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Afghanistan: the EU keeps its promises

Summary: Afghanistan: the EU keeps its promises (26 January 2007: Brussels)

The combined contribution from the EU budget and by EU Member States to Afghanistan for the period 2002-2006 was very significant, reaching €3.7 billion.

The EU has been and continues to be one of the major donors supporting the stabilisation and transition process in Afghanistan. At the Tokyo and Berlin conferences on Afghanistan (January 2002 and March 2004), the EU collectively pledged €3.1 billion for reconstruction over the period from 2002 to 2006. This accounted for 30% of the €10 billion in grant assistance which international donors pledged in Tokyo and Berlin in total. This amount was surpassed by the EU, with an overall total of some €3.7 billion being recorded.

Within the overall EU effort, the European Commission has played a leading role. Commission assistance made up almost a third of the overall EU effort in Afghanistan since 2002. At the Tokyo conference, the Commission pledged €1 billion in reconstruction aid over 5 years (2002-2006).

By the end of 2006, the Commission had exceeded the €1 billion pledge it made in Tokyo. Focal sectors over the last five years have included rural development, infrastructure, primary health provision and support to public services through both budget support and technical assistance.

Highlights of the European Commission assistance to Afghanistan since the fall of the Taliban:

Getting the public sector running again

In the immediate aftermath of the conflict, a crucial part of European Commission assistance was to help re-establish the key public sector services in Afghanistan, ensuring salaries and basic provisions were met. Almost a quarter million Afghan public servants - including doctors and nurses, teachers - restarted and continued in their jobs since 2002 due to the donor support to government budget. The Commission has been a major donor, providing some €394 million in public administration programmes and central budget support. Similarly, the European Commission has been the main donor to the Afghan National Police, helping cover the salaries of some 62,000 policemen.

Rural livelihoods as an alternative to poppy

Around €248 million has been channelled into rural development programmes, focused primarily in the east and north-east of Afghanistan. The difficult task of ridding the country of dependence on poppy continues but there have been signs of sustained reductions in opium cultivation in eastern provinces such as Nangarhar where the European Commission has taken forward a series of alternative crop programmes, small scale infrastructure and village employment schemes. Such programmes are crucial in the overall counter-narcotics effort, enabling farmers in the region to produce high value crops and benefit from better access to markets for example.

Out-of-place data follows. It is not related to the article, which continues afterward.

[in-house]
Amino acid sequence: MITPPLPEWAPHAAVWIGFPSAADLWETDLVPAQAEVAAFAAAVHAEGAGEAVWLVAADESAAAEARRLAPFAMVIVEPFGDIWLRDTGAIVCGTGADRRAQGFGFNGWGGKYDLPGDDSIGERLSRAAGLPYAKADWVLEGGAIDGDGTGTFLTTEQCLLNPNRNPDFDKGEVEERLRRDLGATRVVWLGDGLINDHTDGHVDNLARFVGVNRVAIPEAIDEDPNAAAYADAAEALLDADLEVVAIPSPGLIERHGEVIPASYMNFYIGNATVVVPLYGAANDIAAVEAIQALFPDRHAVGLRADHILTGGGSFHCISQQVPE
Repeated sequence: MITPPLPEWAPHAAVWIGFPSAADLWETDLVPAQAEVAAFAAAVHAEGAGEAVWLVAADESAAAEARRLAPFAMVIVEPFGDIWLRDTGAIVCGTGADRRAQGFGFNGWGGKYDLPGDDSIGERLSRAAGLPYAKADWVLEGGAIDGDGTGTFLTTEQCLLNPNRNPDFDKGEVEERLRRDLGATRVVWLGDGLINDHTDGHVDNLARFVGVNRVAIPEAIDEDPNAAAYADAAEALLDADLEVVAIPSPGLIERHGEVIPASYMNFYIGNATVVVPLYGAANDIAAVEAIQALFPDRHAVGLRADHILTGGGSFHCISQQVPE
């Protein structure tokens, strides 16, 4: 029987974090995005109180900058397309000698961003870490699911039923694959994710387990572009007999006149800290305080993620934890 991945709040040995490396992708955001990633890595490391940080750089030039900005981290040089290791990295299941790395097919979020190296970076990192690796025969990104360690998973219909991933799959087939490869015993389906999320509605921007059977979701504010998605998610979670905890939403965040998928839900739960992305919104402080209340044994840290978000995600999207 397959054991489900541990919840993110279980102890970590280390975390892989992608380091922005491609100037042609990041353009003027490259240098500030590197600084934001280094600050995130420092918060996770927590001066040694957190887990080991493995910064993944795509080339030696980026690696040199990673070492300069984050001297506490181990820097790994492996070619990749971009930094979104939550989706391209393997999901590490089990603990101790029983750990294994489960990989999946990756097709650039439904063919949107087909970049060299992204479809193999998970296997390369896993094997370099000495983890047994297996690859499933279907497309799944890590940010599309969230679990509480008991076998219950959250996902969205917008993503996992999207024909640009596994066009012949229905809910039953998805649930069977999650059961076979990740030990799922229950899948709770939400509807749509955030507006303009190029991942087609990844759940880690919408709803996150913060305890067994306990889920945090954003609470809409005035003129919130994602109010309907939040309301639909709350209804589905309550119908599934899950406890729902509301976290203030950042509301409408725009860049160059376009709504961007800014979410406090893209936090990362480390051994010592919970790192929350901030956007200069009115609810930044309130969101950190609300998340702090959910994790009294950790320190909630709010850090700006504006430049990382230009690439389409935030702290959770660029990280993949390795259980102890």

Better access to health provisions

To date, Commission assistance to the health sector has covered 10 of the 34 provinces of Afghanistan, working with World Bank and US partners in improving the coverage of primary health services across the whole country. Some €94 million has been channelled into the health sector by the European Commission since 2002. Today, Commission assistance has managed to ensure the delivery of a basic package of health services to some 4 million Afghans, covering over 1,200 health clinics or health posts. Some of the clinics have been rebuilt entirely. The aim is to continue with the primary health programme to achieve 100% coverage of the country by 2010.

Returning to a normal life

Commission support has also targeted repatriation of refugees and returnees with €53 million in community development projects and employment schemes in areas previously depopulated. Furthermore, there has been a need to ensure that these regions are safe to return to. Afghanistan is the most mined country in the world after a quarter of a century of conflict. Commission funds have provided almost €70 million to one of the largest ever UN de-mining operations.
For more information please visit:

http://ec.europa.eu/comm/external_relations/afghanistan/intro/index.htm

European Commission support to the reconstruction of Afghanistan (2002/06)


Commitments per year expressed in million Euro
Sector
2002
2003
2004
2005
2006
Total
Percent of total
Rural Development & Food Security[1]
42,99
48,00
73,90
51,75[2]
32,23
248,87
24
Health
15,51
10,00
19,50
23,36
26,00
94,37
9
Public Administration Reform[3]
61,05
107,50
42,70
75,20
108,20
394,65
38
ARTF
20,00
32,00
30,00
30,00
30,00
142,00

LOTFA
10,00
65,50

30,00
30,00
135,50

Economic Infrastructure
17,77
35,00
35,00
18,00

105,77
10
Mine Action
10,00
15,00
15,00

28,60
68,60
7
Support to Refugees/Returnees[4]
24,00
12,00

17,15
0,70
53,85
5
Human Rights and Civil Society
5,72
2,00
6,00
7,30

21,02
2
Support to Elections

5,00
17,00
20,53
1,30
43,83
4
Others
3,86
1,50
3,90


9,26
1
Total
180,90
236,00
213,00
198,29
197,030
1025,22
100


[1] Including contributions from the food security budget line (2002: 29,4; 2003: 25,0; 2004: 30,0; 2005: 15,0; 2006: 10); considering contributions to Alternative Livelihoods Project.
[2] Including contribution of €15 million to the Counter Narcotics Trust Fund.
[3] Including contributions to the Trust Funds (ARTF and LOTFA).
[4] Considers only actions supporting directly refugees and returnees.

 
  • Ref: EC07-019EN
  • EU source: European Commission
  • UN forum: 
  • Date: 26/1/2007


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